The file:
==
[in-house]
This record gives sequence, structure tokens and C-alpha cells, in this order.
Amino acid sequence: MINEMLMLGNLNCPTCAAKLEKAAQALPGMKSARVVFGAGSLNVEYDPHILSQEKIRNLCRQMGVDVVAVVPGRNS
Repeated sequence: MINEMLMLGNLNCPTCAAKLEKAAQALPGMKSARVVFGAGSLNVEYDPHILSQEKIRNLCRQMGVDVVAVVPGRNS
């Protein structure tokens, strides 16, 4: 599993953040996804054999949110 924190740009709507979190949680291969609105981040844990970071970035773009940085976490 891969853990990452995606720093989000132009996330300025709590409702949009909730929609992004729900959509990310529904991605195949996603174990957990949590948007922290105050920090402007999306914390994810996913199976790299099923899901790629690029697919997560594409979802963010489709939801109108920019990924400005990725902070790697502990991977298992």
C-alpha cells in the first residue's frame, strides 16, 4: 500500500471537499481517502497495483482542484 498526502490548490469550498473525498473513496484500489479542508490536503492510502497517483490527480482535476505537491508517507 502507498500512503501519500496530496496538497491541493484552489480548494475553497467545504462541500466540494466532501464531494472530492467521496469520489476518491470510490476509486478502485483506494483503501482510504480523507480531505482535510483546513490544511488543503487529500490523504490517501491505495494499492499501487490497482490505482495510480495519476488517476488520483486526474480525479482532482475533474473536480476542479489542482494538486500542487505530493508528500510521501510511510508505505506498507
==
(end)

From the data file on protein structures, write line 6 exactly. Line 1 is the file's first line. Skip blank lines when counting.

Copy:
C-alpha cells in the first residue's frame, strides 16, 4: 500500500471537499481517502497495483482542484 498526502490548490469550498473525498473513496484500489479542508490536503492510502497517483490527480482535476505537491508517507 502507498500512503501519500496530496496538497491541493484552489480548494475553497467545504462541500466540494466532501464531494472530492467521496469520489476518491470510490476509486478502485483506494483503501482510504480523507480531505482535510483546513490544511488543503487529500490523504490517501491505495494499492499501487490497482490505482495510480495519476488517476488520483486526474480525479482532482475533474473536480476542479489542482494538486500542487505530493508528500510521501510511510508505505506498507